Listen to Your Kids

“Mama, look!”

“Mama, watch this!”

“Mama, why is the sky blue?”

“Mama”… followed by a five-minute narrative about favorite cartoon characters, movies, or toys.

“Mama, why does that lady have red shoes on?”

“Mama, why is water wet?” 

“Mama, today at school we got to play with markers that wash off the walls.”

“Mama, what if I went to live at Disneyland, would I get to eat all the waffles I wanted?”

“Mama, today Caleb brought a Transformer for show n’ tell”, followed by a lengthy narrative about the origin of Transformers and all of the characters.

“Mama, guess what happened in math class today!”

How many times a day do we hear “Mama”, followed by one of the previous types of questions or statements?

According to several studies found on the Internet, preschool age kids ask an average of 100 “why” and “what if” type questions per day. By the time they reach middle school they stop asking questions.


Engagement plummeted.

Their “audience” stopped listening.

Kids are inquisitive and excited because that is how God made them and that is how they learn. When they share something with us, it is their way of inviting us to learn what they have learned and to enjoy what they enjoy.

Sometimes, though, we receive these conversations as inconvenient interruptions. I have been guilty of this. If I’m in the middle of something and am asked a question every couple of minutes I grow impatient because my project gets interrupted. Sometimes I handle the interruption well, and sometimes not.

Proverbs gives us some instruction in this area.

[verse reference=”Proverbs 15:1″]A gentle answer turns away wrath, but a harsh word stirs up anger.[/verse]

If we repeatedly tell our children “not now, I’m in the middle of something,” or don’t even bother to look up from our device screens when they are talking to us, we send the message that they, and what they have to say, is not important to us. After a while, our kids will think twice about sharing and asking us questions because they think we don’t care, or to avoid a sharp response.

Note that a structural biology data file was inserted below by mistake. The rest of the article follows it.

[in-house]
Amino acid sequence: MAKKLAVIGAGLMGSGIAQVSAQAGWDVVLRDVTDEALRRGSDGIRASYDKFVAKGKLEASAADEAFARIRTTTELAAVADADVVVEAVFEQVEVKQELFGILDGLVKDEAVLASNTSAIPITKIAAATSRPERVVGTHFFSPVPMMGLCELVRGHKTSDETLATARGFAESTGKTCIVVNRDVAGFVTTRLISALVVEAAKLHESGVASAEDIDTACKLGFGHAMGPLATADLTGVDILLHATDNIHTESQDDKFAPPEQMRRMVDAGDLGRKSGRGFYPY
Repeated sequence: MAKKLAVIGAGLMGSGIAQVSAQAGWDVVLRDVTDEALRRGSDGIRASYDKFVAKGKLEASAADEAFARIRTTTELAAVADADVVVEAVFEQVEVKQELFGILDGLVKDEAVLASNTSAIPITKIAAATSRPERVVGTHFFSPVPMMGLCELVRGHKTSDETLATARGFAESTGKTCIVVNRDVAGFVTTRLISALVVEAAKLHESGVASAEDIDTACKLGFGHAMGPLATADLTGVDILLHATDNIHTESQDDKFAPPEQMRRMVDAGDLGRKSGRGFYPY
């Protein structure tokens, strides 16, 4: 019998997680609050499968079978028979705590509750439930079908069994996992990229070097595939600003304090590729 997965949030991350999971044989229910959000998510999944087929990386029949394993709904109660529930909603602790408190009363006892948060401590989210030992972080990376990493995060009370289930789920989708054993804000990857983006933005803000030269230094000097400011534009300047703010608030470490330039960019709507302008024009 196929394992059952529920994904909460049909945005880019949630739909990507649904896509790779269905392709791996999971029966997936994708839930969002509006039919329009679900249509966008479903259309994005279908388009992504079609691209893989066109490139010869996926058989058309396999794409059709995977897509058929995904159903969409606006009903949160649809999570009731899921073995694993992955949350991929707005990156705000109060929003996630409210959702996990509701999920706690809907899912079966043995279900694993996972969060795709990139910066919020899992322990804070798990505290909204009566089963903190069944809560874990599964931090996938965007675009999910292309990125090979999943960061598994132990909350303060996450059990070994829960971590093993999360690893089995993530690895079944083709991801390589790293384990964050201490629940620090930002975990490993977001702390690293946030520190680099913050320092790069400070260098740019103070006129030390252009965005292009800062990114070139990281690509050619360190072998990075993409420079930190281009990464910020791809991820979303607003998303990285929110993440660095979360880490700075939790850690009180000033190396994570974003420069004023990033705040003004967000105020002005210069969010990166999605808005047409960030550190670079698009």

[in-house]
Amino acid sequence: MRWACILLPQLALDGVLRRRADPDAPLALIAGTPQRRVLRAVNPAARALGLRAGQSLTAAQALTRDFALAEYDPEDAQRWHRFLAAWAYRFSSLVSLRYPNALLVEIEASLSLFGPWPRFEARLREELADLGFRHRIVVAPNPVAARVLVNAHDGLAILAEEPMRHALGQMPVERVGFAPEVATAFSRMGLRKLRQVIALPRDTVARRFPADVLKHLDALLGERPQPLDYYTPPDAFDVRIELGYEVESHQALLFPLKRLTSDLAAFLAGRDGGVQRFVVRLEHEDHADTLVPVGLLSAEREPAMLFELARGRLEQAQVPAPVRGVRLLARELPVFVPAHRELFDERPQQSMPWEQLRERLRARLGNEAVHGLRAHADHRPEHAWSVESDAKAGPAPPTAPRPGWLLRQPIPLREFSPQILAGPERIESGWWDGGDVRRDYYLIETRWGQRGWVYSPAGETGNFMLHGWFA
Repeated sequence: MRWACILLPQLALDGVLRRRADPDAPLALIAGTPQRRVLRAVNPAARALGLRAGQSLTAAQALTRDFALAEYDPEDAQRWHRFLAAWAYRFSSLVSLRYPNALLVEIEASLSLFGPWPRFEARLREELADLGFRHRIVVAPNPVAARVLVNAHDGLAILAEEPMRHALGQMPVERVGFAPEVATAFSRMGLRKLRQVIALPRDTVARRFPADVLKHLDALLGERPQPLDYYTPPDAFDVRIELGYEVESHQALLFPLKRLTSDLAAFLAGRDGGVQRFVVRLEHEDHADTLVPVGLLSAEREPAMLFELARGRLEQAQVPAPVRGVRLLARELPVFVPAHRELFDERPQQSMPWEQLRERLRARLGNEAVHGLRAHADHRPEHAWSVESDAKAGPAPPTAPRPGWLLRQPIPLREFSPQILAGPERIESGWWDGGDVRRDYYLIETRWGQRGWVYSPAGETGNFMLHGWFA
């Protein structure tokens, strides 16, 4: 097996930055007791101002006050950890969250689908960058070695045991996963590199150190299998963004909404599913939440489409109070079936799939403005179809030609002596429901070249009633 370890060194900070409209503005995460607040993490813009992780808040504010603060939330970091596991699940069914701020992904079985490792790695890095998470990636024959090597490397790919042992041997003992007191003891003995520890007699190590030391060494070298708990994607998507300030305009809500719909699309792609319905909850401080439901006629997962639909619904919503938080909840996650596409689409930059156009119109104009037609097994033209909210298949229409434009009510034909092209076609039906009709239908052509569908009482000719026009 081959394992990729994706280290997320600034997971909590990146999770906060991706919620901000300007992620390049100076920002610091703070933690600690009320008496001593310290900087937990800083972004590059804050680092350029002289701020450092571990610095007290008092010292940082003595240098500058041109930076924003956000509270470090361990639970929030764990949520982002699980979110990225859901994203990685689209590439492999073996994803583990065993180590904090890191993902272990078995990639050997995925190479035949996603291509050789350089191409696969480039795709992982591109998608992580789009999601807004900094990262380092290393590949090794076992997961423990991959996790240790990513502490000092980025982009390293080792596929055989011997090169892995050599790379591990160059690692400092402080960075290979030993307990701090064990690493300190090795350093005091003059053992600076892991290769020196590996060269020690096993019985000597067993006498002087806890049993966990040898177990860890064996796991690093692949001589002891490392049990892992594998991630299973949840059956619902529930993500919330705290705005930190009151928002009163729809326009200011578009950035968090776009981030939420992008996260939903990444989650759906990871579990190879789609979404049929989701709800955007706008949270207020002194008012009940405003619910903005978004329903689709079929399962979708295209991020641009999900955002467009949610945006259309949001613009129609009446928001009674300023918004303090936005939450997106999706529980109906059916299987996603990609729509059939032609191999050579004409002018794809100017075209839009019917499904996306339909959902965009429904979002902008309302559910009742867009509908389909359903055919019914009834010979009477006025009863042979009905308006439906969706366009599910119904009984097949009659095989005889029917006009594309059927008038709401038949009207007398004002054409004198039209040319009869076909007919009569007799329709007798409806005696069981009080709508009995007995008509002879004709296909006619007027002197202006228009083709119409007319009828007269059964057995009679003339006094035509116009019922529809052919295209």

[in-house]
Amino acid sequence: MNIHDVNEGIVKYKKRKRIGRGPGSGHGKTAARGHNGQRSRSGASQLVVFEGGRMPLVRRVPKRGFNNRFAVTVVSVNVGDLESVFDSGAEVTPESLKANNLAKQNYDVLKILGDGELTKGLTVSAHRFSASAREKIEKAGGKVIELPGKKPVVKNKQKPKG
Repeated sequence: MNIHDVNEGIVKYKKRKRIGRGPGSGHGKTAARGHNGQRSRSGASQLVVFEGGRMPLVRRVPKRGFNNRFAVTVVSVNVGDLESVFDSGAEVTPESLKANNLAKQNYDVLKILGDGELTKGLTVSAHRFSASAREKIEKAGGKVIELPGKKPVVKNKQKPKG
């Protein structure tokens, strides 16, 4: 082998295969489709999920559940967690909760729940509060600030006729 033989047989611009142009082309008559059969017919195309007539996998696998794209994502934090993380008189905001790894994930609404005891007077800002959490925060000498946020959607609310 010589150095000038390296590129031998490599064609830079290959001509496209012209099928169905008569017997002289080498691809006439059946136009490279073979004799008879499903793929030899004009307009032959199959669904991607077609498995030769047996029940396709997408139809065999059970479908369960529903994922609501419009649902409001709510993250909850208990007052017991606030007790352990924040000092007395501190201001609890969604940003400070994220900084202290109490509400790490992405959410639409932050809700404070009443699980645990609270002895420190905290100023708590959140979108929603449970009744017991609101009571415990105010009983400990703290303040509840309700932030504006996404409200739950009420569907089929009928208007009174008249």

In contrast, if we say “Honey, I really want to hear about this, but I have to get this project finished right away. Will you please give me a few minutes and we can talk then?” while making eye contact, our children still feel valued, but understand that they need to wait their turn. It is important that we respond gently, it is equally important that our children learn the importance of being respectful.

We then need to make the time to listen.

Just like we can be confident in approaching God, knowing He doesn’t see our questions as interruptions, our kids should be confident in approaching us.

The Bible talks a lot about being faithful stewards with our finances, our work ethic, our family, and even the message of the gospel. Scripture is also clear about the principle of being trusted with more when we prove we can be trusted with little. What if we applied this to our conversations with our kids?

If we welcome our kids’ questions from a young age about why water is wet and listen to our children give a detailed, thirty-minute recount of their favorite movie, they will grow to trust us during their tweens and teens with bigger questions and conversations.

By being faithful with those seemingly “small to us” conversations, we are building equity and influence in our relationships with our children. Equity that both of us can draw on. That equity can be used by them when they need to talk to us about something serious going on in their lives, and can be used by us as influence with our answers, or in broaching an important matter with them.

One thing is for sure; our kids will find someone to listen, and someone to answer. We need to take the utmost care that we are the ones doing both.